Today’s class was about hojo 補助 (assistance, support) of the basics in every movement. This foundation is the key to get the natural flow in your taijutsu. I am always amazed by Senô sensei’s saino, 才能 (ability), nagare, 流れ (flow) and kôseido, 高精度 (precision).
I remember asking him one day how he became so good at locks, footwork and at off balancing uke effortlessly. “When I began, I trained by myself a long time testing the efficiency of each degree of twisting applied to each joint of the body”. Once again, the best “ninja book” you can buy is an anatomy book. If you learn the bio mechanics of the body then you don’t need to use any strength.
Remeber that self training is an important path of excellence and bujinkan students should do their homework more often. The fact that we get promoted fast in the bujinkan has created a negative side effect as westerners often think that “rank = proficiency”. But this is wrong. Our ranks rarely reward our technical skills. In fact we are given ranks to be worth them one day. Let me tell you a personal story.
I was at sensei’s home one day and he complimented me on the evolution of my taijutsu (what can you say?) adding: “I will give you 14th dan”. I replied that I was not yet worth the 13th and that he could give it to me four month later when I be back.* “No”, he said “I will give it to you now. But you are right to think that you do not deserve it now but you are improving and soon you will be worth your 13th. This is why I give you the next one today”. uncomfortable, I insisted that he could get it at my next trip, to which he said -and this is the key of the ranking system in the bujinkan- “no, I want to give it to you now because if I die before you come back, you will have the rest of your life to be worth it!”.
Ranks in the bujinkan are only a hojo 補助 (support) to help you in your training. They are an excuse to “keep going” and so that you develop the necessary skills. They are given “a priori” and not “a posteriori”. It is sad that so many people think they deserve the rank they have without actually training to develop the skills they are supposed to develop. Senô sensei and the other shihan have worked hard to get to the level they have today. Copying their movements (sensei’s and the shihan’s) is only good if you have the proper foundation in your taijutsu. But if you are lacking this foundation then you are just behaving like a monkey, mimicking without knowing.
Hojo, 補助 (assistance, support) was the keyword of this class, and Senô sensei’s insisted a lot on it. Your taijutsu is “supported” by the skills you have developed when learning your basics and by reviewing them often. In France, in October, every year, I give a 5 day seminar covering the whole taijutsu of the tenchijin. Beginners and high ranks join in to review or learn the basics. It you are a piano player or a ballet dancer, you repeat your basics every day, so why should it be different in budô when bad basics mean death?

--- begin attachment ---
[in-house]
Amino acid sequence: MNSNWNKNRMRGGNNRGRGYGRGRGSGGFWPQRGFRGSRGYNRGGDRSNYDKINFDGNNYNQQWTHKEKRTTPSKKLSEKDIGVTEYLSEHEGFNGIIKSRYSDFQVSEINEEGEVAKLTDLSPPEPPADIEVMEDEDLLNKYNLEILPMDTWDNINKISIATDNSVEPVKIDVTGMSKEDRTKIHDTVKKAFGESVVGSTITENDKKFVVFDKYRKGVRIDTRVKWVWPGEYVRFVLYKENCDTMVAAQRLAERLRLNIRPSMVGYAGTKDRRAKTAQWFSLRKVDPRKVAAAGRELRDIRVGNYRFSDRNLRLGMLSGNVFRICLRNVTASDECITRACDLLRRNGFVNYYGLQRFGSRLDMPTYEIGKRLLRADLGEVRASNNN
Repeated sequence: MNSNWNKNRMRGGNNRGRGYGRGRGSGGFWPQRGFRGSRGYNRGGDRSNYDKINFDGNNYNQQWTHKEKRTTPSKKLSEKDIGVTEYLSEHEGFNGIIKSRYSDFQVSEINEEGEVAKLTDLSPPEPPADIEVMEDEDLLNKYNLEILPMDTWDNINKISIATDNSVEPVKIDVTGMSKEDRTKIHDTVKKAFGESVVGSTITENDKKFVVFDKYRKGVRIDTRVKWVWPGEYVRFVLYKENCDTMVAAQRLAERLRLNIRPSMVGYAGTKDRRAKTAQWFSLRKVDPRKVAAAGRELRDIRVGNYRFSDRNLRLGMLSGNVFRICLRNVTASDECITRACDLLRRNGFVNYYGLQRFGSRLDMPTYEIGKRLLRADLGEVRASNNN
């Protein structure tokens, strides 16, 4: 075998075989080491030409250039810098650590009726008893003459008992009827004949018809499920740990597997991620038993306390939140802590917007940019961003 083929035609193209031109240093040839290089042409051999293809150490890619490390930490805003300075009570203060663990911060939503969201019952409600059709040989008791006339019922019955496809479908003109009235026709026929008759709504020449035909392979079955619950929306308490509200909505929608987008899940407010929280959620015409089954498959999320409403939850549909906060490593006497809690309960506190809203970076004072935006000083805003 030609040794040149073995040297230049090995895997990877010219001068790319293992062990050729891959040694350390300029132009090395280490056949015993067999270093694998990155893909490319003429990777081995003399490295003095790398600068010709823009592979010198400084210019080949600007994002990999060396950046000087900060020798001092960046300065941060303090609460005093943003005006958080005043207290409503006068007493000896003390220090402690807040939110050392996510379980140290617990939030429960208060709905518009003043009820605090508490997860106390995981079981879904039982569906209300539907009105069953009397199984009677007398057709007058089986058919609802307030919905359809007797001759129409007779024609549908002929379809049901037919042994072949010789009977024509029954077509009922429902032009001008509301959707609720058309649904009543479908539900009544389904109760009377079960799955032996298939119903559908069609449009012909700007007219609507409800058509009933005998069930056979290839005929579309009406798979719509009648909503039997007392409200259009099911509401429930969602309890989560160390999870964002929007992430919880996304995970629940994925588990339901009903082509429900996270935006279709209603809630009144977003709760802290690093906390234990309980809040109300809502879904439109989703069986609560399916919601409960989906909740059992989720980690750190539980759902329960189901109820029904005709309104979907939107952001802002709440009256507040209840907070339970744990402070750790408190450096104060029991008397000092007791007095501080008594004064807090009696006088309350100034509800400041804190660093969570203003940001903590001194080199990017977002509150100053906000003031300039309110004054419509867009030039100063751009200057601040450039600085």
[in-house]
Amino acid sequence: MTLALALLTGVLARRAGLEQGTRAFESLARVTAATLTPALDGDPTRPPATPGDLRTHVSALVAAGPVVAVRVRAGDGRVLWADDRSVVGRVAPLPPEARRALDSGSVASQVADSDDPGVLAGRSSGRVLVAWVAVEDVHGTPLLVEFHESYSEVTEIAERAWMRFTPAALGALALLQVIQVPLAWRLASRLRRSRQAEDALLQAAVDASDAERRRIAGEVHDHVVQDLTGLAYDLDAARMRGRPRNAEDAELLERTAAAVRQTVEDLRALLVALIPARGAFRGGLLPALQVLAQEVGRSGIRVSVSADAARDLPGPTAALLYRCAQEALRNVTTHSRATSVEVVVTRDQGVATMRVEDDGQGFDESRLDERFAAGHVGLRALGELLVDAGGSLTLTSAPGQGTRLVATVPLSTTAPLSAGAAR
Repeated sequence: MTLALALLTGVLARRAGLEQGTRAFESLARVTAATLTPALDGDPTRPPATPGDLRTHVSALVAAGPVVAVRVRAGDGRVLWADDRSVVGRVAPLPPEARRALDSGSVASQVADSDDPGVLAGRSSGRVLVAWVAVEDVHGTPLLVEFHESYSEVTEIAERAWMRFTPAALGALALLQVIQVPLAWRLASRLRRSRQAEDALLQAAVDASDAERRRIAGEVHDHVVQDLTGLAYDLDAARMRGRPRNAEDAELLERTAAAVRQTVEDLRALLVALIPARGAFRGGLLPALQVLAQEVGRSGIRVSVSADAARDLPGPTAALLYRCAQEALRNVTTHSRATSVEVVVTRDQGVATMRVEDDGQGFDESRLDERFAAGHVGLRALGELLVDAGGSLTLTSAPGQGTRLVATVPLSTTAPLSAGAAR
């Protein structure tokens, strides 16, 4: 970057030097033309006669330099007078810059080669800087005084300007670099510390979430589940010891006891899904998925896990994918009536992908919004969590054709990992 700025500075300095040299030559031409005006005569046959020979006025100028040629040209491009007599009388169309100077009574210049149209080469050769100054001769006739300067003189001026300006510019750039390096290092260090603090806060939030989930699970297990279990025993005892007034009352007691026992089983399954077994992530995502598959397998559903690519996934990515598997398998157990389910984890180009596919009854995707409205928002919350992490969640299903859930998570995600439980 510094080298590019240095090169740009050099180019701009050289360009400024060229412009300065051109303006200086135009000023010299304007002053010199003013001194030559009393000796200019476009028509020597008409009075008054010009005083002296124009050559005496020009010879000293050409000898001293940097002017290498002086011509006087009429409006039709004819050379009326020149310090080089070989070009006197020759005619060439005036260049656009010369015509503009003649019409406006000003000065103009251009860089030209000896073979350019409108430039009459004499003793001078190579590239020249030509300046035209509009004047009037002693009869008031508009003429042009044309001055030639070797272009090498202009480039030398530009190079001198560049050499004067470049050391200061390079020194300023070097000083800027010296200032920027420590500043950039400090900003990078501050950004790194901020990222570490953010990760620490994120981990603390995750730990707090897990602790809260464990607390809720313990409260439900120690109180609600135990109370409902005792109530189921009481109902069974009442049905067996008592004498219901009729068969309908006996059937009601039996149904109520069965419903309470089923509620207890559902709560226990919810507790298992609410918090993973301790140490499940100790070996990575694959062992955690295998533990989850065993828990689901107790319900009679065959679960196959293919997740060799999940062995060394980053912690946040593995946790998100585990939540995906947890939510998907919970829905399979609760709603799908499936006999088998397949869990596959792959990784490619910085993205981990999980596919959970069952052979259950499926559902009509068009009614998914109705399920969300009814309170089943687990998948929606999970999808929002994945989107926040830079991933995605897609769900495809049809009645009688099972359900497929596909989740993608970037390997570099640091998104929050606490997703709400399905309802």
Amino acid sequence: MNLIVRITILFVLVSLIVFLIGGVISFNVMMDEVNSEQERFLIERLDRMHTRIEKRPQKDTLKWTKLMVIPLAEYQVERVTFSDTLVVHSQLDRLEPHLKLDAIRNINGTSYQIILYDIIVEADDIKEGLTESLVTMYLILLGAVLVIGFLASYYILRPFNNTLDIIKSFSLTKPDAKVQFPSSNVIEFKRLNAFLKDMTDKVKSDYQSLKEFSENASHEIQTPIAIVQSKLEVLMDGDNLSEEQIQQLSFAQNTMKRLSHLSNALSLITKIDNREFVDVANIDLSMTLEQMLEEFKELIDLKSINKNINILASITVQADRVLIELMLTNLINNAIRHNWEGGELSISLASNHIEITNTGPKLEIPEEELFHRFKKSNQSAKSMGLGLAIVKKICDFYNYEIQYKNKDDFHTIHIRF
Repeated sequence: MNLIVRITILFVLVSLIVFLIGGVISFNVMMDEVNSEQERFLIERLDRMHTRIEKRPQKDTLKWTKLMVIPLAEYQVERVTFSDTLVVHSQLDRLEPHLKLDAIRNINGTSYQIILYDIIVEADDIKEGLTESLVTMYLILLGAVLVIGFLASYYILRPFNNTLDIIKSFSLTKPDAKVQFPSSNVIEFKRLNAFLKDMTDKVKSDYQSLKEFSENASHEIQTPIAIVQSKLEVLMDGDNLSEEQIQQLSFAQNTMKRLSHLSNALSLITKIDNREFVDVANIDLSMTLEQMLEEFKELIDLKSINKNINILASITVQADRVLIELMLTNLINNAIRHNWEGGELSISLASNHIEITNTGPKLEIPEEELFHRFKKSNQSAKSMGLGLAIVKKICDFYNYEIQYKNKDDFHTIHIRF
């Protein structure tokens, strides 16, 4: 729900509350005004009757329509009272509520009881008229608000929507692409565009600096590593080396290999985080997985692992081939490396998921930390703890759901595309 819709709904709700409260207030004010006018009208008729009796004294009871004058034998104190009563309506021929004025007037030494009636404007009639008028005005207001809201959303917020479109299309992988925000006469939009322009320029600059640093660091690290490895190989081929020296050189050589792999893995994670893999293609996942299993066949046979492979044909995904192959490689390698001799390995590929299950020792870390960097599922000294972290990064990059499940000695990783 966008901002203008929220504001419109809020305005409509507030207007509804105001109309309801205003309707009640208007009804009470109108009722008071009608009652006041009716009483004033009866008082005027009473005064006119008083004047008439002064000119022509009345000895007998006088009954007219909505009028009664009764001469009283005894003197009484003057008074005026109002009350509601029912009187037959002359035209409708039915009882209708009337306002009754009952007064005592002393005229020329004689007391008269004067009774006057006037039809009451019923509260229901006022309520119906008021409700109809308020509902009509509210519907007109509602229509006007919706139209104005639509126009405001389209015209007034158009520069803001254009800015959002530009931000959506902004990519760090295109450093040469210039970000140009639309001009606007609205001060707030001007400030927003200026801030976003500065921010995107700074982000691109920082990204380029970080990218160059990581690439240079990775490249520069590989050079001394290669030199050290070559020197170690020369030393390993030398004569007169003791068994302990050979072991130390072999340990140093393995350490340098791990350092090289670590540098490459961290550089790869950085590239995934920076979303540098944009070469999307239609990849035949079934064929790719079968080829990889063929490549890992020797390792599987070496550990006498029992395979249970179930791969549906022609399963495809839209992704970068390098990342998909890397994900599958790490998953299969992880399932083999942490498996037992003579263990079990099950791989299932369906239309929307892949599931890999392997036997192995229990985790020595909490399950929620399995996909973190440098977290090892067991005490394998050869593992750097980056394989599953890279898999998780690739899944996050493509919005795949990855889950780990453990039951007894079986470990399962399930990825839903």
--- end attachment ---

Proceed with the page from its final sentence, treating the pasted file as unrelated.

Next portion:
Seitairikigaku, 生体力学 (biomechanics) is: the science (学) of giving life (生) and power (力) to the body (体). You need good basics so that you do not need strength. Senô sensei said that seitairikigaku is supported (hojo) by saino, 才能 (ability) to use “ashi sabaki”, 足捌き (footwork); “karada”, 体 (body), and kyori, 距離 (distance). This is why “chikara”, 力 (strength) is not needed. Hatsumi sensei keeps saying it in each class in Japan. We use strength because we are unable to read the balance of uke.
I wrote about the importance of training with the various shihan here in Japan. If we compare this Senô’s sensei class with the classes of Nagato sensei, we can see the differences. Nagato sensei teaches something closer to “street fighting” and Senô sensei a bio mechanics study course. Both are important, and both will help you improve your survival skills.
To the techniques we studied today, and echoeing with what Hatsumi sensei taught yesterday about small hidden weapons, we added a teppan (鉄板)** (or shaken) to the movements. What was really interesting was that the edge can be used as a pivoting point or a supporting point where it is in contact with uke. This chûshin action emphasizes the movements of the body and facilitates the off balancing of uke. A corner of the teppan can be used either to inflict pain to uke or as a pivoting point or increasing leverage, the body turning softly around the attacker to take his balance. This is done with no strength simply by applying your knowledge the bone structure of the body.
Playing with the words we can say that: the kotsu, 糊 (sizing) is to know the kotsu, 骨 (bones) of the joints, in order to develop the kotsuzui, 骨髄 (true spirit) of taijutsu in a kotsu, 忽 (instantly). So I kotsu you, 乞 (invite) to find the kotsu, 骨 (secret) and develop the kotsu 骨 (know-how) to become kotsu, 兀 (dangerous).
*note: like many I travel to Japan three times a year to train with my teacher.
**note: a teppan is like a shaken but it is square with no hole in the middle, and the size of the palm of your hand. Bigger or smaller than the palm and the teppan will be not as efficient. Like any shaken it is not sharp. Usually it is not to be thrown at the opponent (you can) and it is used to hojo (support) your controls on uke’s body.
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